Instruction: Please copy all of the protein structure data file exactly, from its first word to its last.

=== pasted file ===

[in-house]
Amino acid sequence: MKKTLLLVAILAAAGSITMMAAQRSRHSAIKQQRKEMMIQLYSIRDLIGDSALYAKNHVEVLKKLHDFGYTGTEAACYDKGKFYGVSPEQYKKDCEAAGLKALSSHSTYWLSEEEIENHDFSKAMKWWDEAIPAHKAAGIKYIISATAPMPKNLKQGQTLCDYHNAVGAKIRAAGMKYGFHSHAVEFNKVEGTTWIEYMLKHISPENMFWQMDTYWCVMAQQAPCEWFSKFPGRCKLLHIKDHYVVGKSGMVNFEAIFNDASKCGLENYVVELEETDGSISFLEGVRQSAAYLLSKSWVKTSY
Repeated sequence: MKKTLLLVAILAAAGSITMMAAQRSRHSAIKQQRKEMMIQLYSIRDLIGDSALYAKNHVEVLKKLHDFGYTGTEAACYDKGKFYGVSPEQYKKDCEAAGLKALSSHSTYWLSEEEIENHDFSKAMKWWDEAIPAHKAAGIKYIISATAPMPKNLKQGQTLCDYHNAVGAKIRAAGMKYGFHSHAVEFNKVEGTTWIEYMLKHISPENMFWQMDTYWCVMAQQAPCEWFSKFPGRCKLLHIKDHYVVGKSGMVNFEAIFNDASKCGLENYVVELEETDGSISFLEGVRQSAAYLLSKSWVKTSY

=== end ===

[in-house]
Amino acid sequence: MKKTLLLVAILAAAGSITMMAAQRSRHSAIKQQRKEMMIQLYSIRDLIGDSALYAKNHVEVLKKLHDFGYTGTEAACYDKGKFYGVSPEQYKKDCEAAGLKALSSHSTYWLSEEEIENHDFSKAMKWWDEAIPAHKAAGIKYIISATAPMPKNLKQGQTLCDYHNAVGAKIRAAGMKYGFHSHAVEFNKVEGTTWIEYMLKHISPENMFWQMDTYWCVMAQQAPCEWFSKFPGRCKLLHIKDHYVVGKSGMVNFEAIFNDASKCGLENYVVELEETDGSISFLEGVRQSAAYLLSKSWVKTSY
Repeated sequence: MKKTLLLVAILAAAGSITMMAAQRSRHSAIKQQRKEMMIQLYSIRDLIGDSALYAKNHVEVLKKLHDFGYTGTEAACYDKGKFYGVSPEQYKKDCEAAGLKALSSHSTYWLSEEEIENHDFSKAMKWWDEAIPAHKAAGIKYIISATAPMPKNLKQGQTLCDYHNAVGAKIRAAGMKYGFHSHAVEFNKVEGTTWIEYMLKHISPENMFWQMDTYWCVMAQQAPCEWFSKFPGRCKLLHIKDHYVVGKSGMVNFEAIFNDASKCGLENYVVELEETDGSISFLEGVRQSAAYLLSKSWVKTSY